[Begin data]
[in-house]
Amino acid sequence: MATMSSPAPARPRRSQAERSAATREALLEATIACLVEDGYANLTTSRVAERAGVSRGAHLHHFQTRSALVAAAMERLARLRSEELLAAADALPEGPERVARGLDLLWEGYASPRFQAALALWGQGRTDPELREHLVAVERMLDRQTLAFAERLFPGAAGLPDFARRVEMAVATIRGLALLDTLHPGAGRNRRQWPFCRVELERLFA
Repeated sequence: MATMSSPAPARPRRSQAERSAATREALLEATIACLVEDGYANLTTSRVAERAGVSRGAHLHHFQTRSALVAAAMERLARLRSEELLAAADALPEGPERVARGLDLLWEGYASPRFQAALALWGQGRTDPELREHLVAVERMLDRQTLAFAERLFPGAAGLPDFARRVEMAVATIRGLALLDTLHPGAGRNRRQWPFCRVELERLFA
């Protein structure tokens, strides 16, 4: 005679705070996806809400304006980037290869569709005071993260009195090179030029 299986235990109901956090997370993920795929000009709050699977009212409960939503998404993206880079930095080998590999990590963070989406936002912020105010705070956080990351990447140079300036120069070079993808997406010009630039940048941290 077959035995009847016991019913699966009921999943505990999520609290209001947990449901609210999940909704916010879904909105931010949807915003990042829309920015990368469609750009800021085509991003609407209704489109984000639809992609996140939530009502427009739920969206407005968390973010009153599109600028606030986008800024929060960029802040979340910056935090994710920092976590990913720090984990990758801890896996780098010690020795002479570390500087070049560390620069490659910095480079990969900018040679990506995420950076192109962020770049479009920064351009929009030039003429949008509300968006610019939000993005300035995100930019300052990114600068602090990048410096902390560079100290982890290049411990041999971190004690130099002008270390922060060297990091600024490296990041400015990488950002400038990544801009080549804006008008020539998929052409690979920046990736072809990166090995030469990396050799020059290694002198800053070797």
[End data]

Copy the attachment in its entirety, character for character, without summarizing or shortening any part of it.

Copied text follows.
[in-house]
Amino acid sequence: MATMSSPAPARPRRSQAERSAATREALLEATIACLVEDGYANLTTSRVAERAGVSRGAHLHHFQTRSALVAAAMERLARLRSEELLAAADALPEGPERVARGLDLLWEGYASPRFQAALALWGQGRTDPELREHLVAVERMLDRQTLAFAERLFPGAAGLPDFARRVEMAVATIRGLALLDTLHPGAGRNRRQWPFCRVELERLFA
Repeated sequence: MATMSSPAPARPRRSQAERSAATREALLEATIACLVEDGYANLTTSRVAERAGVSRGAHLHHFQTRSALVAAAMERLARLRSEELLAAADALPEGPERVARGLDLLWEGYASPRFQAALALWGQGRTDPELREHLVAVERMLDRQTLAFAERLFPGAAGLPDFARRVEMAVATIRGLALLDTLHPGAGRNRRQWPFCRVELERLFA
């Protein structure tokens, strides 16, 4: 005679705070996806809400304006980037290869569709005071993260009195090179030029 299986235990109901956090997370993920795929000009709050699977009212409960939503998404993206880079930095080998590999990590963070989406936002912020105010705070956080990351990447140079300036120069070079993808997406010009630039940048941290 077959035995009847016991019913699966009921999943505990999520609290209001947990449901609210999940909704916010879904909105931010949807915003990042829309920015990368469609750009800021085509991003609407209704489109984000639809992609996140939530009502427009739920969206407005968390973010009153599109600028606030986008800024929060960029802040979340910056935090994710920092976590990913720090984990990758801890896996780098010690020795002479570390500087070049560390620069490659910095480079990969900018040679990506995420950076192109962020770049479009920064351009929009030039003429949008509300968006610019939000993005300035995100930019300052990114600068602090990048410096902390560079100290982890290049411990041999971190004690130099002008270390922060060297990091600024490296990041400015990488950002400038990544801009080549804006008008020539998929052409690979920046990736072809990166090995030469990396050799020059290694002198800053070797």